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Self-centred memories: the reminiscence bump and the self

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Rathbone, C. J., Moulin, C. J. A. and Conway, M. A. (2008) Self-centred memories: the reminiscence bump and the self. Memory & Cognition, 36 (8). pp. 1403-1414. ISSN 1532-5946

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To link to this article DOI: 10.3758/MC.36.8.1403

Abstract/Summary

The self-memory relationship is thought to be bidirectional, in such a way that memories provide context for the self, and equally, the self exercises control over retrieval (Conway, 2005). Autobiographical memories are not distributed equally across the life span; instead, memories peak between ages 10 and 30. This reminiscence bump has been suggested to support the emergence of a stable and enduring self. In the present study, the relationship between memory accessibility and self was explored with a novel methodology that used generation of self images in the form of I am statements. Memories generated from I am cues clustered around the time of emergence for that particular self image. We argue that, when a new self-image is formed, it is associated with the encoding of memories that are relevant to that self and that remain highly accessible to the rememberer later in life. This study offers a new methodology for academics and clinicians interested in the relationship between memory and identity.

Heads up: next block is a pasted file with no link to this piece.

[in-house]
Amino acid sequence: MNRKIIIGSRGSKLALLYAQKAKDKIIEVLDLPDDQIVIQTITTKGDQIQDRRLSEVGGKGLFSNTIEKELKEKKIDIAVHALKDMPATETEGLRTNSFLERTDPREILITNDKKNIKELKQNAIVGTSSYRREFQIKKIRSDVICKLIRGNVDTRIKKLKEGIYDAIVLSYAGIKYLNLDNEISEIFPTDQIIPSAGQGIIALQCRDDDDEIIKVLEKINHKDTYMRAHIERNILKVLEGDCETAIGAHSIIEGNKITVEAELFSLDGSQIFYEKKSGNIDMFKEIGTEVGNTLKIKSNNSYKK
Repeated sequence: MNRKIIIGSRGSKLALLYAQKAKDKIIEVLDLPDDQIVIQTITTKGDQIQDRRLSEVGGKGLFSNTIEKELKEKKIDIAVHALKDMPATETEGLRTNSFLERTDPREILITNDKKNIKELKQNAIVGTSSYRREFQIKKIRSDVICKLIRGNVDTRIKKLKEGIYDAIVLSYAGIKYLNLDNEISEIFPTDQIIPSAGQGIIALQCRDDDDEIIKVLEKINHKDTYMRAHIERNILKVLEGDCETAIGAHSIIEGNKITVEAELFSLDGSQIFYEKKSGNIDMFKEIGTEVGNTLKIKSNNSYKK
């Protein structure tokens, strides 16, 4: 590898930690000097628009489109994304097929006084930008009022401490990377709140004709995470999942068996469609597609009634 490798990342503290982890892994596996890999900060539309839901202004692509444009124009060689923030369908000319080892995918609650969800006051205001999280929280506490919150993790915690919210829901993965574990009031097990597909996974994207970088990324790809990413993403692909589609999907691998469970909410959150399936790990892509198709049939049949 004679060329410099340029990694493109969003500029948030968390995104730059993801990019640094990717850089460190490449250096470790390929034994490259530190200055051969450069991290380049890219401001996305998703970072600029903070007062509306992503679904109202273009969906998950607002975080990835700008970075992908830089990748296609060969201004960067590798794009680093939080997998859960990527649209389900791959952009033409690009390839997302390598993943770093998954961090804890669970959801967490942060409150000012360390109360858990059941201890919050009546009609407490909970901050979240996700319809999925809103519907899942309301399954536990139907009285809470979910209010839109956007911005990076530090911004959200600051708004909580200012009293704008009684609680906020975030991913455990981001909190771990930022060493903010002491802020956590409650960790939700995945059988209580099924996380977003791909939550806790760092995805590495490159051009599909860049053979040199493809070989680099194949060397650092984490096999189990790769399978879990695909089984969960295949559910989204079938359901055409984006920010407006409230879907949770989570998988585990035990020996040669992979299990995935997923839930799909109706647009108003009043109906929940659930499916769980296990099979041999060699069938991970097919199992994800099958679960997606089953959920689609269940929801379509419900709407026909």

Item Type:Article
Refereed:Yes
Divisions:Faculty of Life Sciences > School of Psychology and Clinical Language Sciences > Department of Psychology
Faculty of Life Sciences > School of Psychology and Clinical Language Sciences > Social
Faculty of Life Sciences > School of Psychology and Clinical Language Sciences > Language and Cognition
ID Code:21627
Publisher:Springer
Publisher Statement:The final publication is available at www.springerlink.com

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